A feminist reconsideration of Sikh identity, discussing its original egalitarianism and current hypermasculine quality, which is harmful to both men and women.
Sikhs trace the genesis of their religious rites, prayers, dress codes, and names to Guru Gobind Singh's creation of the Khalsa in 1699. The Birth of the Khalsa is the first work to explore this pivotal event in Sikh history from a feminist perspective, questioning the ways in which Sikh memories have constructed a hypermasculine Sikh identity. The book argues that Sikh memory needs to acknowledge the vital female dimension grounded in the universal human condition and present at the birth of the Khalsa.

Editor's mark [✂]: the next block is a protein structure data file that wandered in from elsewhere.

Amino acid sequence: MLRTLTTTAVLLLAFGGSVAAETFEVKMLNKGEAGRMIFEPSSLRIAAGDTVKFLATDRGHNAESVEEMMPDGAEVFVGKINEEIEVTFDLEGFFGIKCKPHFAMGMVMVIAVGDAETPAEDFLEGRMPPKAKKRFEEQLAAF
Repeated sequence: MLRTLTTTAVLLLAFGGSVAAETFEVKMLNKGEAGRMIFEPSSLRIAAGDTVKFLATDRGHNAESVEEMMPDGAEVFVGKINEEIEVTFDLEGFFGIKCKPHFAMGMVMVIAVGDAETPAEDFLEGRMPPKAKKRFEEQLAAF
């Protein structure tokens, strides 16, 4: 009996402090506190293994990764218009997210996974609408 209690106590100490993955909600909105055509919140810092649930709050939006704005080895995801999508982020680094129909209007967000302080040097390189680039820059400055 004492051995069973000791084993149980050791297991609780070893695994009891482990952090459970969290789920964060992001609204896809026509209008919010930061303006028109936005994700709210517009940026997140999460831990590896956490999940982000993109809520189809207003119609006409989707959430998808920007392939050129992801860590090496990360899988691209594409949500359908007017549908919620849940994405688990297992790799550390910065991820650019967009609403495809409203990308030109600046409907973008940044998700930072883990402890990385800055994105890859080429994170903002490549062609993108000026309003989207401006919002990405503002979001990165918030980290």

Inspired by her own father, the eminent Sikh scholar Harbans Singh, Nikky-Guninder Kaur Singh rediscovers the feminine side of the words and actions of the founders of Sikhism. She looks at the basic texts and tenets of Sikh religion and demonstrates the female aspect in the sacred text, daily prayers, dress code, and rituals of the Sikhs. Singh reminds us that Guru Gobind Singh's original vision was an egalitarian one and urges present-day Sikhs to live up to the liberating implications set in motion when he gave birth to the Khalsa.
In the Department of Religious Studies at Colby College, Nikky-Guninder Kaur Singh is Chair and Crawford Family Professor of Religious Studies. She is the author of several books, including The Feminine Principle in the Sikh Vision of the Transcendent.